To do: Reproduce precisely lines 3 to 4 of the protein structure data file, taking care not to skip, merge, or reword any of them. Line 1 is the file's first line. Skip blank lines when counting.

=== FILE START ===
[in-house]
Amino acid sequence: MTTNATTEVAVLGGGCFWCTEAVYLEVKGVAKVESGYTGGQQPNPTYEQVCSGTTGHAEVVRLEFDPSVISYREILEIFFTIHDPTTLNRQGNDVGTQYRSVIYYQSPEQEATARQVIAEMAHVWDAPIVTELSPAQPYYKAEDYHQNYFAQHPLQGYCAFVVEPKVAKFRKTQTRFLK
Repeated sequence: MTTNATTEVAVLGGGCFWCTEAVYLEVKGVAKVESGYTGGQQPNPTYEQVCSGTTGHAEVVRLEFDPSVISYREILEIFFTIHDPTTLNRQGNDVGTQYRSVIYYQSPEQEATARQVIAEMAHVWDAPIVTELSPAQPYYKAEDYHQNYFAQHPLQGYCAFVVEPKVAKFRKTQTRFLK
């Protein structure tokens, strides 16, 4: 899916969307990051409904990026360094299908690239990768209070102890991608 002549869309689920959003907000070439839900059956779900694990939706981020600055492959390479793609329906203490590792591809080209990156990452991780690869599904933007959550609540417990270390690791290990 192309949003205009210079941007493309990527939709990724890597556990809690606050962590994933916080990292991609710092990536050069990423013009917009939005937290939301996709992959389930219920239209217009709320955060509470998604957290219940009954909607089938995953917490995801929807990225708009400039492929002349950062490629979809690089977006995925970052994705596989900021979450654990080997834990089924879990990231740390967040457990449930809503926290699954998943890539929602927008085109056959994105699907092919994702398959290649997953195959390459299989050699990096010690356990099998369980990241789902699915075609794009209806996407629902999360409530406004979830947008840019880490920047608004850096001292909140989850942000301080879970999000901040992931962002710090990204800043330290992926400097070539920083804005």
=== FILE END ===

Repeated sequence: MTTNATTEVAVLGGGCFWCTEAVYLEVKGVAKVESGYTGGQQPNPTYEQVCSGTTGHAEVVRLEFDPSVISYREILEIFFTIHDPTTLNRQGNDVGTQYRSVIYYQSPEQEATARQVIAEMAHVWDAPIVTELSPAQPYYKAEDYHQNYFAQHPLQGYCAFVVEPKVAKFRKTQTRFLK
């Protein structure tokens, strides 16, 4: 899916969307990051409904990026360094299908690239990768209070102890991608 002549869309689920959003907000070439839900059956779900694990939706981020600055492959390479793609329906203490590792591809080209990156990452991780690869599904933007959550609540417990270390690791290990 192309949003205009210079941007493309990527939709990724890597556990809690606050962590994933916080990292991609710092990536050069990423013009917009939005937290939301996709992959389930219920239209217009709320955060509470998604957290219940009954909607089938995953917490995801929807990225708009400039492929002349950062490629979809690089977006995925970052994705596989900021979450654990080997834990089924879990990231740390967040457990449930809503926290699954998943890539929602927008085109056959994105699907092919994702398959290649997953195959390459299989050699990096010690356990099998369980990241789902699915075609794009209806996407629902999360409530406004979830947008840019880490920047608004850096001292909140989850942000301080879970999000901040992931962002710090990204800043330290992926400097070539920083804005």